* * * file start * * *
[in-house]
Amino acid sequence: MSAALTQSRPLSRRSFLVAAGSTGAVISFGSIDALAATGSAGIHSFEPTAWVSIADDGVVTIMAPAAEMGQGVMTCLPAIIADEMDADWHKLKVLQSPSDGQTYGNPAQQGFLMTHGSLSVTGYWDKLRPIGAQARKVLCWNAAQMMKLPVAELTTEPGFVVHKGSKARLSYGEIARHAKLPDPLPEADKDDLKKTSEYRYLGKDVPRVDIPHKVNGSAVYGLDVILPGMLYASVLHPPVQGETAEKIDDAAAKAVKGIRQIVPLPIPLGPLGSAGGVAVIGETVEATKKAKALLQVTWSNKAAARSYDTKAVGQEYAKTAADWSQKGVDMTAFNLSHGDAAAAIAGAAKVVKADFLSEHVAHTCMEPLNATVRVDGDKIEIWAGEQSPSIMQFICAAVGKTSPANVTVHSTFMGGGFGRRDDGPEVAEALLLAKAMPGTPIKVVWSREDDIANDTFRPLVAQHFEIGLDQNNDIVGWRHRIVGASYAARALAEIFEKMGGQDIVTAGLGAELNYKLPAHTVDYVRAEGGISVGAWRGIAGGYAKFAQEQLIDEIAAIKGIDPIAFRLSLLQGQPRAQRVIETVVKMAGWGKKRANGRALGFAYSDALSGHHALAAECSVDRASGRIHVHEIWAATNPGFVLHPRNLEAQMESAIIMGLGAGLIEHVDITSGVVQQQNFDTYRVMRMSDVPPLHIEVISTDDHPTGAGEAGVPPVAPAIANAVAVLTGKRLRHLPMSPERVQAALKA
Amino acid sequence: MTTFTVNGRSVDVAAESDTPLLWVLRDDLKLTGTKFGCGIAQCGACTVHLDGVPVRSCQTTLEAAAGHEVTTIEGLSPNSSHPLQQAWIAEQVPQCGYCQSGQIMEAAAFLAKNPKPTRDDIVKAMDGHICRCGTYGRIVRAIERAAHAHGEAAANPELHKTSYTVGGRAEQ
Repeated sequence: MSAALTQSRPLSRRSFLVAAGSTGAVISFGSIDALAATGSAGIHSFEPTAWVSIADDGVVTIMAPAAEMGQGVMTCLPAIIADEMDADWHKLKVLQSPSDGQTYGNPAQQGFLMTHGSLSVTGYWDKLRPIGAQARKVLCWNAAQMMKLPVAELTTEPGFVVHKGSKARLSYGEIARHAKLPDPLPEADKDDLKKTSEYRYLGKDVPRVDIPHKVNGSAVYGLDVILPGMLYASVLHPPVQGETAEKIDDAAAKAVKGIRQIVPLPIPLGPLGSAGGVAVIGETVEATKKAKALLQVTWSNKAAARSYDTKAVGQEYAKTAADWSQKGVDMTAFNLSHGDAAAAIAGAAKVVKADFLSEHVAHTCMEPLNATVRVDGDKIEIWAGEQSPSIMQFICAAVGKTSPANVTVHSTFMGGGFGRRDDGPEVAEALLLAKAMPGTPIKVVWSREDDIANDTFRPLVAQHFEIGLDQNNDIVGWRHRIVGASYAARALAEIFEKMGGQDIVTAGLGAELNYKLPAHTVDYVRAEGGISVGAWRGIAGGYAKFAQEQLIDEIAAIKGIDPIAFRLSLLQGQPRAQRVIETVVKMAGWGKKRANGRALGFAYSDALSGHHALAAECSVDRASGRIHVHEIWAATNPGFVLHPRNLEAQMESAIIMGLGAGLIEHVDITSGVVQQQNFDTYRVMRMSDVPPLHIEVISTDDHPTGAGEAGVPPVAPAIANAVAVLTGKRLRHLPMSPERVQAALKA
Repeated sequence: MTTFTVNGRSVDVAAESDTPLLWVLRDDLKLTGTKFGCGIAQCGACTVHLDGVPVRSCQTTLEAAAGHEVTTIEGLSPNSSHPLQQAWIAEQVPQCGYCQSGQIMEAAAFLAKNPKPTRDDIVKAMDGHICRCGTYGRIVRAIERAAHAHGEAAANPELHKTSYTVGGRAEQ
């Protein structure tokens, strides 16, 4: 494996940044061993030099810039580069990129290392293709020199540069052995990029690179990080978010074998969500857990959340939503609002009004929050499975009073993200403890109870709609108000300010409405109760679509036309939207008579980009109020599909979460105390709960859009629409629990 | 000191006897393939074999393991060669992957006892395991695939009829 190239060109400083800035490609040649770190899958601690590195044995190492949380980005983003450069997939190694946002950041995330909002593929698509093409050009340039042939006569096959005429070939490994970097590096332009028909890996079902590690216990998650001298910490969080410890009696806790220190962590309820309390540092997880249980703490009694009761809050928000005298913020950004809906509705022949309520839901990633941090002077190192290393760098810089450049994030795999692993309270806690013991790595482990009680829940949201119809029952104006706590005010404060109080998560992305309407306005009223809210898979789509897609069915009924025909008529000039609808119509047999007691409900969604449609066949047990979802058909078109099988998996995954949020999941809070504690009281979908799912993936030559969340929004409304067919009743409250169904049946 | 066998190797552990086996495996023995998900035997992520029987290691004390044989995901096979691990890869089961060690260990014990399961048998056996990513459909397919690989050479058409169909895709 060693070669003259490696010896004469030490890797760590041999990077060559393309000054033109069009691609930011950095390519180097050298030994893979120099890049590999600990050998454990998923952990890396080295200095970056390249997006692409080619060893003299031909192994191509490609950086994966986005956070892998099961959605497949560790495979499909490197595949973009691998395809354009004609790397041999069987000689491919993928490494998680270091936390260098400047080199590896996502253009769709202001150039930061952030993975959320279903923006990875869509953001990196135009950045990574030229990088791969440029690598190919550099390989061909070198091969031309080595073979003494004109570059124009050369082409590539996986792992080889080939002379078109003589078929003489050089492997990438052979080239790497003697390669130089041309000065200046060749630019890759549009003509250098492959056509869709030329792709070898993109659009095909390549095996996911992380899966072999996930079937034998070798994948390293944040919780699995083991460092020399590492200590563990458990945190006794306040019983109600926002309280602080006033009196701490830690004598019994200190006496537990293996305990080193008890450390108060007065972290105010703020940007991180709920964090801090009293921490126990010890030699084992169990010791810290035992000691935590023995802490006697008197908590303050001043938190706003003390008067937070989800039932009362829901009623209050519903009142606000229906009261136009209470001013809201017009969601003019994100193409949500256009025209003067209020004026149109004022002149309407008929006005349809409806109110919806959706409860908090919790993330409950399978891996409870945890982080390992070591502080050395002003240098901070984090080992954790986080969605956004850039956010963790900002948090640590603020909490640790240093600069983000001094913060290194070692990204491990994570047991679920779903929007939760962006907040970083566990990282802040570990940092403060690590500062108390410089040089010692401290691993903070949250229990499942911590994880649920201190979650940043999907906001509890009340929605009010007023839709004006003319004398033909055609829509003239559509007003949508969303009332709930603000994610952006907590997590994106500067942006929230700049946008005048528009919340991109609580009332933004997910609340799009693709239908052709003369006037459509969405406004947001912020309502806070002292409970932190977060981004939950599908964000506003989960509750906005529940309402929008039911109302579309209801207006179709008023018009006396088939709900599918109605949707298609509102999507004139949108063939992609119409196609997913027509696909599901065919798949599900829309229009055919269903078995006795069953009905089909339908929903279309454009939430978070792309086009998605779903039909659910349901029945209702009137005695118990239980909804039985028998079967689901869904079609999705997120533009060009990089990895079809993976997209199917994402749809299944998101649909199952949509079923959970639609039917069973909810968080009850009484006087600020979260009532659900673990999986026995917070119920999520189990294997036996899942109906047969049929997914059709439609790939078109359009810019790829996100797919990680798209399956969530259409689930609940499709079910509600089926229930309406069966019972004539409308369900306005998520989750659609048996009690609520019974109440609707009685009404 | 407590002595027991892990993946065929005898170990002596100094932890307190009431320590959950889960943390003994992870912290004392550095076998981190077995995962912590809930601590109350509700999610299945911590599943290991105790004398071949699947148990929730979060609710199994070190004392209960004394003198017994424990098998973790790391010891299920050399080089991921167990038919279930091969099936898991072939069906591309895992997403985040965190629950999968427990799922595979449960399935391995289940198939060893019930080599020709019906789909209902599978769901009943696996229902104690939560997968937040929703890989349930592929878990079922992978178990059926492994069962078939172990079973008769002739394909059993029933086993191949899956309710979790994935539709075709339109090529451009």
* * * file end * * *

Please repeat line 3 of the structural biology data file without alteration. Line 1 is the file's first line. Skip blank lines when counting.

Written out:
Amino acid sequence: MTTFTVNGRSVDVAAESDTPLLWVLRDDLKLTGTKFGCGIAQCGACTVHLDGVPVRSCQTTLEAAAGHEVTTIEGLSPNSSHPLQQAWIAEQVPQCGYCQSGQIMEAAAFLAKNPKPTRDDIVKAMDGHICRCGTYGRIVRAIERAAHAHGEAAANPELHKTSYTVGGRAEQ